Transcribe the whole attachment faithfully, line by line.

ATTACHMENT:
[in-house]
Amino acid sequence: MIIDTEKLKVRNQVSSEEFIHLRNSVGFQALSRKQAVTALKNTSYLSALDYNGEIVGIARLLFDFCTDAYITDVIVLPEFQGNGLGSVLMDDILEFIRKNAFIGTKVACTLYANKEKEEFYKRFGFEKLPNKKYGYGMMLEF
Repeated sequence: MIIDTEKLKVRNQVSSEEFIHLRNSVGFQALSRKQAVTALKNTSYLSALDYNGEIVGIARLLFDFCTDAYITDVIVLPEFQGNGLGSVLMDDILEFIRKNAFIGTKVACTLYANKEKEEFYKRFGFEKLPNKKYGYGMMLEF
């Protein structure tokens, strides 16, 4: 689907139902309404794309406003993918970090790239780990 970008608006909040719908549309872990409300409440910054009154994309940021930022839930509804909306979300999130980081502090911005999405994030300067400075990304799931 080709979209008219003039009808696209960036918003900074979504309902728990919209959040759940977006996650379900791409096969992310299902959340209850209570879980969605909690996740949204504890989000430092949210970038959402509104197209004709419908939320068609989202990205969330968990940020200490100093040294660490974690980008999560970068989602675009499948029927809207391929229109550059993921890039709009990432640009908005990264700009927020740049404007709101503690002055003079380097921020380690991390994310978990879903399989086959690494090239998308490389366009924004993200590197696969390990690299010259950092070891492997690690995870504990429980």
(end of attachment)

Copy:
[in-house]
Amino acid sequence: MIIDTEKLKVRNQVSSEEFIHLRNSVGFQALSRKQAVTALKNTSYLSALDYNGEIVGIARLLFDFCTDAYITDVIVLPEFQGNGLGSVLMDDILEFIRKNAFIGTKVACTLYANKEKEEFYKRFGFEKLPNKKYGYGMMLEF
Repeated sequence: MIIDTEKLKVRNQVSSEEFIHLRNSVGFQALSRKQAVTALKNTSYLSALDYNGEIVGIARLLFDFCTDAYITDVIVLPEFQGNGLGSVLMDDILEFIRKNAFIGTKVACTLYANKEKEEFYKRFGFEKLPNKKYGYGMMLEF
């Protein structure tokens, strides 16, 4: 689907139902309404794309406003993918970090790239780990 970008608006909040719908549309872990409300409440910054009154994309940021930022839930509804909306979300999130980081502090911005999405994030300067400075990304799931 080709979209008219003039009808696209960036918003900074979504309902728990919209959040759940977006996650379900791409096969992310299902959340209850209570879980969605909690996740949204504890989000430092949210970038959402509104197209004709419908939320068609989202990205969330968990940020200490100093040294660490974690980008999560970068989602675009499948029927809207391929229109550059993921890039709009990432640009908005990264700009927020740049404007709101503690002055003079380097921020380690991390994310978990879903399989086959690494090239998308490389366009924004993200590197696969390990690299010259950092070891492997690690995870504990429980």